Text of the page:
I missed the event at the Grayston on Thursday, when Tensheds were performing, as it clashed with Richard Dawson, but it is typical of the enterprise shown by Michael Ainsworth since he opened the quirky two room bar in Halifax in May 2016. There is not just music on there regularly, but also talks and quizzes, which have all helped to build a real sense of community, so that it is a place that is always worth visiting. And Michael is very much the person to go to if you want to know about what's going on in Halifax and its music scene and heritage. All the team that work there are very welcoming, and the fact the Grayston sells good beer and has a large selection of gins and other drinks helps, of course! 

And so back to Sunday. Sybil had come along with her colleagues Colin and Emily, Ali from Radio 6, and Nadine Shah, who had been on at the Trades Club the night before. Unfortunately, as I love her current album, 'Holiday Destination', I had been unable to get a ticket as it had been sold out for weeks. The afternoon had been billed intriguingly as an 'Open Mic with a Very Special Guest'. Nadine, one of the Ambassadors for IVW, mucked in and sang several songs with the group of local musicians who had turned up with their instruments. It was a wonderful afternoon, with the guests chatting to us locals for an hour or two, enjoying their visit to the Grayston and to Halifax at the end of a long week.

Chatting to Sybil, Colin, and Emily, I appreciated how much thought and planning goes in to the week, with their passion and commitment shining through. These local venues are a vital part of the fabric of this country, supporting their local communities and often going far beyond being just places of entertainment.  And it occurred to me that in that sense, there is much in common with the pubs and bars I write so often about in these blogs. Which is one of the reasons why it struck such a chord with me....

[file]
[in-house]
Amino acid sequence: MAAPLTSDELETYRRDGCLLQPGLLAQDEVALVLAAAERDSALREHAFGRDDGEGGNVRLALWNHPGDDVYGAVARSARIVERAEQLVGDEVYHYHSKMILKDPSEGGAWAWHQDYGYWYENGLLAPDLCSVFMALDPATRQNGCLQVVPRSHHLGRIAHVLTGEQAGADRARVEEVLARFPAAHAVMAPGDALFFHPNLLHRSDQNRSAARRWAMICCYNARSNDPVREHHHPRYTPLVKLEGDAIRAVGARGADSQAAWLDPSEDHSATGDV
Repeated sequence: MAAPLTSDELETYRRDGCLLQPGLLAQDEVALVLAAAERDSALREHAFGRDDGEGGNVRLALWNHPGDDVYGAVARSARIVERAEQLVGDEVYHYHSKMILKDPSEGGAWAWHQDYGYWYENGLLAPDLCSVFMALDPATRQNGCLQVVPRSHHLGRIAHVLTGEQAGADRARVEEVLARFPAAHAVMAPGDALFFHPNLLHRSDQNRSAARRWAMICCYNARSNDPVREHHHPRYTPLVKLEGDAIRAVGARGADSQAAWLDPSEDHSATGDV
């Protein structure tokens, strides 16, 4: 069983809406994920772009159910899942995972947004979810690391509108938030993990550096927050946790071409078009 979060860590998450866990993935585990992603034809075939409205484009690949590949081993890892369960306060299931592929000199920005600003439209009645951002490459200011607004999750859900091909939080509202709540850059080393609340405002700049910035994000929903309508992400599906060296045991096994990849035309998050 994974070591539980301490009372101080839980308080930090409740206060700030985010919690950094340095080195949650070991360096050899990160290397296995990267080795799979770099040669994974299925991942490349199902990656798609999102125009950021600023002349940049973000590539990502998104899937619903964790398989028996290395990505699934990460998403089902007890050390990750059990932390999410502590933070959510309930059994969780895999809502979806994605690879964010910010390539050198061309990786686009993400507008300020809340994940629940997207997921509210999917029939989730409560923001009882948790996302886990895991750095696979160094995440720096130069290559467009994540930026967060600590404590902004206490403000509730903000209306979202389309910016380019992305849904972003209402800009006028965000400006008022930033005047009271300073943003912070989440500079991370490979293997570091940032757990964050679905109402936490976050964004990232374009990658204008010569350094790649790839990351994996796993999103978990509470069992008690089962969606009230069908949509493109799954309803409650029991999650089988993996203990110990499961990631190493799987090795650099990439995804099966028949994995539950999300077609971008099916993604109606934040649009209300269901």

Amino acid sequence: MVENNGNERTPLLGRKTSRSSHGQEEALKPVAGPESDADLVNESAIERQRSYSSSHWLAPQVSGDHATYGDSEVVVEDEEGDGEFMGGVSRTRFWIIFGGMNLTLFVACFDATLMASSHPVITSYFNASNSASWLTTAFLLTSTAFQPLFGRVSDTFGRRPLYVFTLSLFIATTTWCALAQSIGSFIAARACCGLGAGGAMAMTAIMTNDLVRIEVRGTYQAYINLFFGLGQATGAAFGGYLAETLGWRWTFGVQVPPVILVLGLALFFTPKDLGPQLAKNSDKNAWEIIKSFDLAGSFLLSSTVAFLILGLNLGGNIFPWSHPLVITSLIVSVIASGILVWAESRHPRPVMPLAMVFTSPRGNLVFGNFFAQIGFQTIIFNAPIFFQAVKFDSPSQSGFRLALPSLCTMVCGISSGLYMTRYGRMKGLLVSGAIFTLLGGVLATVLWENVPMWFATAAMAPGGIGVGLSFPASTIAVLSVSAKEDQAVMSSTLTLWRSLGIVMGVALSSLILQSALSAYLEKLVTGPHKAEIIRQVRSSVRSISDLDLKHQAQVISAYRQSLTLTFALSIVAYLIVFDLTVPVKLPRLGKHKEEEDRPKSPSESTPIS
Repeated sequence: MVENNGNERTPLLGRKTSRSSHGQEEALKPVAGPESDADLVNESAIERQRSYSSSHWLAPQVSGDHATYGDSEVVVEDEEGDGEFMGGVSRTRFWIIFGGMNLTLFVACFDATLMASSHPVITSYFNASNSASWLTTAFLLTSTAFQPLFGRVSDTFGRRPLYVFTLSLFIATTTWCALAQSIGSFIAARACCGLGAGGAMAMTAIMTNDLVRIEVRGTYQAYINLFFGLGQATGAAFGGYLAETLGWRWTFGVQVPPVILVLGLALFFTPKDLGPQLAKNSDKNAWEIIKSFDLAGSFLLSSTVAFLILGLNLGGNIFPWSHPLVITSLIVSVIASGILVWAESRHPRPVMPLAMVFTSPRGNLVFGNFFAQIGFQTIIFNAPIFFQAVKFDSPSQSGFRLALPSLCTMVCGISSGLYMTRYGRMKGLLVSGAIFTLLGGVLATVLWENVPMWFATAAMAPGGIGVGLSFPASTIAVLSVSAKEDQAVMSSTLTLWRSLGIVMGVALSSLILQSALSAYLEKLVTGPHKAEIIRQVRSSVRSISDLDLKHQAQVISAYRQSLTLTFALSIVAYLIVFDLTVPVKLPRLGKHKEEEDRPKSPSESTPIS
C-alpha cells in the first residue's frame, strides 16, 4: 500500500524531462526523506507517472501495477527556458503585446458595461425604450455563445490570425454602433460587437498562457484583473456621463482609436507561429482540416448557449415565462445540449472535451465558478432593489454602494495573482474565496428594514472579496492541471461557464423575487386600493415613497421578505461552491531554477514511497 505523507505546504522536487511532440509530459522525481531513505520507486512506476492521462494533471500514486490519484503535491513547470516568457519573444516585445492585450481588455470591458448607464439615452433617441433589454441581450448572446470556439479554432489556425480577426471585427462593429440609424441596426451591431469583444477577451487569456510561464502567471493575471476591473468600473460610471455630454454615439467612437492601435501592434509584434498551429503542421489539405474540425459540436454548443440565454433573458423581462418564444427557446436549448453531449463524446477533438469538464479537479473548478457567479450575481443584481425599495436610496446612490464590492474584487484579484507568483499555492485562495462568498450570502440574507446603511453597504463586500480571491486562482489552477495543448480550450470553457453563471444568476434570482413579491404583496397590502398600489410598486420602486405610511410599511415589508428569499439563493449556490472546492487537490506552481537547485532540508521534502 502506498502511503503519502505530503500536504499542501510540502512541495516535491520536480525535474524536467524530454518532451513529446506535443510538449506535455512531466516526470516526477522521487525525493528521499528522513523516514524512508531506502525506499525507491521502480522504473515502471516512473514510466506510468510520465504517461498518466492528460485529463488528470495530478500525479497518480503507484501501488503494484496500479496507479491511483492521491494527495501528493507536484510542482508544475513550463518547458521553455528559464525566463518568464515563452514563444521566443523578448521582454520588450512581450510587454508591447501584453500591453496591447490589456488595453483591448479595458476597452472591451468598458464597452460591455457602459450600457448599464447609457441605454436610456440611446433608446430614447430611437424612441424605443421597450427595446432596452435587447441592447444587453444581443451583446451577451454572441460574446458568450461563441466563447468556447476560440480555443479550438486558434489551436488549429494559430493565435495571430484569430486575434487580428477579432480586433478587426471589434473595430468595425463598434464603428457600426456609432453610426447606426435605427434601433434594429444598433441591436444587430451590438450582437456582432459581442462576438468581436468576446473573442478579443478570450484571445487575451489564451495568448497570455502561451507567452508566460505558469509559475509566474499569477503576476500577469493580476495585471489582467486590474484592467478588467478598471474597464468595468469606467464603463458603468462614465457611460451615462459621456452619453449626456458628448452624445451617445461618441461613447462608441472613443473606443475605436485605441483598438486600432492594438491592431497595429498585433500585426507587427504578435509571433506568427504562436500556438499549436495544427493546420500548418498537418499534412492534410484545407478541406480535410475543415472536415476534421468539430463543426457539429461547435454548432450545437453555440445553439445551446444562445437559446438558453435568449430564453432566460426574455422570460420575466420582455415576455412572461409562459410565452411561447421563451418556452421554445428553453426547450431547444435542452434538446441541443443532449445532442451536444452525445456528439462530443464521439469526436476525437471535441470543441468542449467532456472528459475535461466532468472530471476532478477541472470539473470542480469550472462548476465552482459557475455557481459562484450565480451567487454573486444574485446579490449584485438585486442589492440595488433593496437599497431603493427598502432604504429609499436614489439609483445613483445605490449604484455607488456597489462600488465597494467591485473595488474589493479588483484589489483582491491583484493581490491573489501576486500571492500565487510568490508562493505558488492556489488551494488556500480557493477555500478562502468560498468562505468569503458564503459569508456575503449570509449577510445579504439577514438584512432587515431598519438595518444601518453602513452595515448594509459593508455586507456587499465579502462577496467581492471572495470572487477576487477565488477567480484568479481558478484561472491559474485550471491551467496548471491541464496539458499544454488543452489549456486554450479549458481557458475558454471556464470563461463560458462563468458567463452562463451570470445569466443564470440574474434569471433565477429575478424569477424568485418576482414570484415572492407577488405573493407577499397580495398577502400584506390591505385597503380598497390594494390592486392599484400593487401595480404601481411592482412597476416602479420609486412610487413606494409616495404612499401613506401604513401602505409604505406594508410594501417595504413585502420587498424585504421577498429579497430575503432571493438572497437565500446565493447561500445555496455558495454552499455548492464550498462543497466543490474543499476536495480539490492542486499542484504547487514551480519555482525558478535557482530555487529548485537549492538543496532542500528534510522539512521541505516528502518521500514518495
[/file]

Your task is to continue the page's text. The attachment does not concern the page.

Here's to Independent Venue Week 2019....

Michael and Nadine at The Grayston Unity, Halifax

Sybil and Nadine
Nadine performing at the Grayston Unity, 4th February 2018

For my thoughts on the Halifax Piece Hall, here you go

And here's the title track from the excellent album 'Holiday Destination' by Nadine Shah....


  1. Some great pubs.. I live on the Lancashire side of tod and fully endorse the great pubs you recommend


Post a Comment

Popular posts from this blog

The Best Buffet Bar None....